David Winkler sometimes sees things before they happen. He knows that a man carrying a hatbox will be hit by a bus. He knows he will fall in love with a woman at a supermarket. Then one day, his dreams bring the most terrifying premonition: his daughter Grace will drown while he attempts to save her from a flood. Determined to prevent such a catastrophe, David flees to a Caribbean island thousands of miles from home. Sacrificing everything to avoid tragedy, David remains unsure if his daughter is alive, or if his wife will ever forgive him.
An extraordinarily moving and magical novel with mythological shades, About Grace propels Anthony Doerr into the front rank of American writers.
©2004 Anthony Doerr; (P)2004 Recorded Books, LLC
"Beautiful, ponderous....There are gorgeous moments here." (Publishers Weekly)
David Winkler spends his life in places and situations that seem extreme contrasts- from Anchorage to Ohio to Caracus and St. Vincent. Water in all its forms is the unifying theme- encompassing childhood wonder, adult concern, distance, danger, scientific investigation and fascination with life in general. I was drawn in by the dreams- but in the end was captured by the lives of each unique character and the challenge of each unique setting. I found the story unpredictable and deep, with connections to the past finding there way into every unusual situation. There is a strong, somewhat unorthodox message about family, friends, and what it means to care about others. A nice mix of science, travel and the complexity of humanity.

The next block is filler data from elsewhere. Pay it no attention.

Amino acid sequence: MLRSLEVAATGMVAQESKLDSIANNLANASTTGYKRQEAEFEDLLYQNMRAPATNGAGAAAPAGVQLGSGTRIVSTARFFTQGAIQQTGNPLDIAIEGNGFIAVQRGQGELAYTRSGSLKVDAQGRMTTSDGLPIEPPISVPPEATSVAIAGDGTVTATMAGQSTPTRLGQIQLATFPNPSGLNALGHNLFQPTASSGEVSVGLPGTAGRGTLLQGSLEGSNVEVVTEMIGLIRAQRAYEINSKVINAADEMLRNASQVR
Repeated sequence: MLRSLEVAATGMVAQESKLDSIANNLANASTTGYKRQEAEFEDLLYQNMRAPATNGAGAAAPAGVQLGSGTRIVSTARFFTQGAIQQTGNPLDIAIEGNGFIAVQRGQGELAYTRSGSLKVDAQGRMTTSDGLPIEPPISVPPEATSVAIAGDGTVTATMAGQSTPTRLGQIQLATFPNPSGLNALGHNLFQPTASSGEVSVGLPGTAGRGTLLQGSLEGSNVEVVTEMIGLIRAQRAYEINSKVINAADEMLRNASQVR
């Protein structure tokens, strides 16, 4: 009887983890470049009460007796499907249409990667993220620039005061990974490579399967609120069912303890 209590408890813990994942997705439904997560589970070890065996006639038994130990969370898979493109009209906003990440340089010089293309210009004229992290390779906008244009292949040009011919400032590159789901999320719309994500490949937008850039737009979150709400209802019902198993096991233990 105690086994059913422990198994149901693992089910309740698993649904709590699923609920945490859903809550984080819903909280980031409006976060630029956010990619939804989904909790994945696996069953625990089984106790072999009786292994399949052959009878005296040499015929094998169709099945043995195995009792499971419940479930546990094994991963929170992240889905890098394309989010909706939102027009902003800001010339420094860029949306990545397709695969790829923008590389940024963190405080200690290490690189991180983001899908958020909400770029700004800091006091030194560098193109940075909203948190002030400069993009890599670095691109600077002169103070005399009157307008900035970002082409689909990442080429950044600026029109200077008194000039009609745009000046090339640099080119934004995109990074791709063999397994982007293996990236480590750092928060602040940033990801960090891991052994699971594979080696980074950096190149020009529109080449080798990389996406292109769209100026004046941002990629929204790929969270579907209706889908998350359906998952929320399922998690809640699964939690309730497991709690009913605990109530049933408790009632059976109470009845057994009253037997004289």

I like unabridged novels. When I first joined Audible, many were abridged. That has changed. Non-fiction, politics, bios are favorites
Anthony Doerr can write on and on. This isn't a book that I would have picked up to read but I am very glad that I listened to it. To have words wash over you while out running or driving in the car is a pleasure. It is a simple story of a man who falls in love with a married woman and in the end leaves her and their child. He spends the rest of the book trying to work his way home.
The idea was ok, the characters were fine but overall it was kind of pathetic and slow. I just kept waiting and waiting for it to go somewhere and then it just didn't seem worth the journey.
I tried to enjoy this book for the little details that it evoked so beautifully. Unfortunately the narrator just spoke so flatly and in the same cadence all the time that I couldn't get into this book.
NO! He speaks so flatly, same pitch and cadence with every two sentences... his dialogue does not differentiate characters at all.
I'll read this one in print; then I will likely be able to enjoy the nuances that mr. Doerr was trying to protray.
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